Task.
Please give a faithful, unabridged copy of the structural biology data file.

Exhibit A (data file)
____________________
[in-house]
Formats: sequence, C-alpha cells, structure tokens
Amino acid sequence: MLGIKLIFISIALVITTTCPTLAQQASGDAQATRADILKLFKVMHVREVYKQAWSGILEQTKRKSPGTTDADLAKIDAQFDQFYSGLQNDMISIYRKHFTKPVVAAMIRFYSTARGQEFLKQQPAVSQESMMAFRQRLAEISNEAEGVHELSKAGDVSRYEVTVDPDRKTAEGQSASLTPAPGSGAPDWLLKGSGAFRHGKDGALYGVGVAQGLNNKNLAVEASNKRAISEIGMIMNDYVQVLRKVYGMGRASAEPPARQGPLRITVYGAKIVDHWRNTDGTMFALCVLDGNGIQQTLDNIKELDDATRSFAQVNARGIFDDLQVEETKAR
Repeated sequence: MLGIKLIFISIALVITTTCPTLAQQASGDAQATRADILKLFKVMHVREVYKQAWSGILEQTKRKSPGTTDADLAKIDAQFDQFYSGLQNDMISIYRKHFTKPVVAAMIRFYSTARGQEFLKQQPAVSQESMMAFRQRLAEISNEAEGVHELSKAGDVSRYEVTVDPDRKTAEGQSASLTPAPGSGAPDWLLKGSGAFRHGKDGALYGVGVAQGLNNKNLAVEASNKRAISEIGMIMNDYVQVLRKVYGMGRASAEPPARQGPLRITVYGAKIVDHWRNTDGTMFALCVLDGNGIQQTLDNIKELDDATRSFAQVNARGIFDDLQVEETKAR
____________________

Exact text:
[in-house]
Formats: sequence, C-alpha cells, structure tokens
Amino acid sequence: MLGIKLIFISIALVITTTCPTLAQQASGDAQATRADILKLFKVMHVREVYKQAWSGILEQTKRKSPGTTDADLAKIDAQFDQFYSGLQNDMISIYRKHFTKPVVAAMIRFYSTARGQEFLKQQPAVSQESMMAFRQRLAEISNEAEGVHELSKAGDVSRYEVTVDPDRKTAEGQSASLTPAPGSGAPDWLLKGSGAFRHGKDGALYGVGVAQGLNNKNLAVEASNKRAISEIGMIMNDYVQVLRKVYGMGRASAEPPARQGPLRITVYGAKIVDHWRNTDGTMFALCVLDGNGIQQTLDNIKELDDATRSFAQVNARGIFDDLQVEETKAR
Repeated sequence: MLGIKLIFISIALVITTTCPTLAQQASGDAQATRADILKLFKVMHVREVYKQAWSGILEQTKRKSPGTTDADLAKIDAQFDQFYSGLQNDMISIYRKHFTKPVVAAMIRFYSTARGQEFLKQQPAVSQESMMAFRQRLAEISNEAEGVHELSKAGDVSRYEVTVDPDRKTAEGQSASLTPAPGSGAPDWLLKGSGAFRHGKDGALYGVGVAQGLNNKNLAVEASNKRAISEIGMIMNDYVQVLRKVYGMGRASAEPPARQGPLRITVYGAKIVDHWRNTDGTMFALCVLDGNGIQQTLDNIKELDDATRSFAQVNARGIFDDLQVEETKAR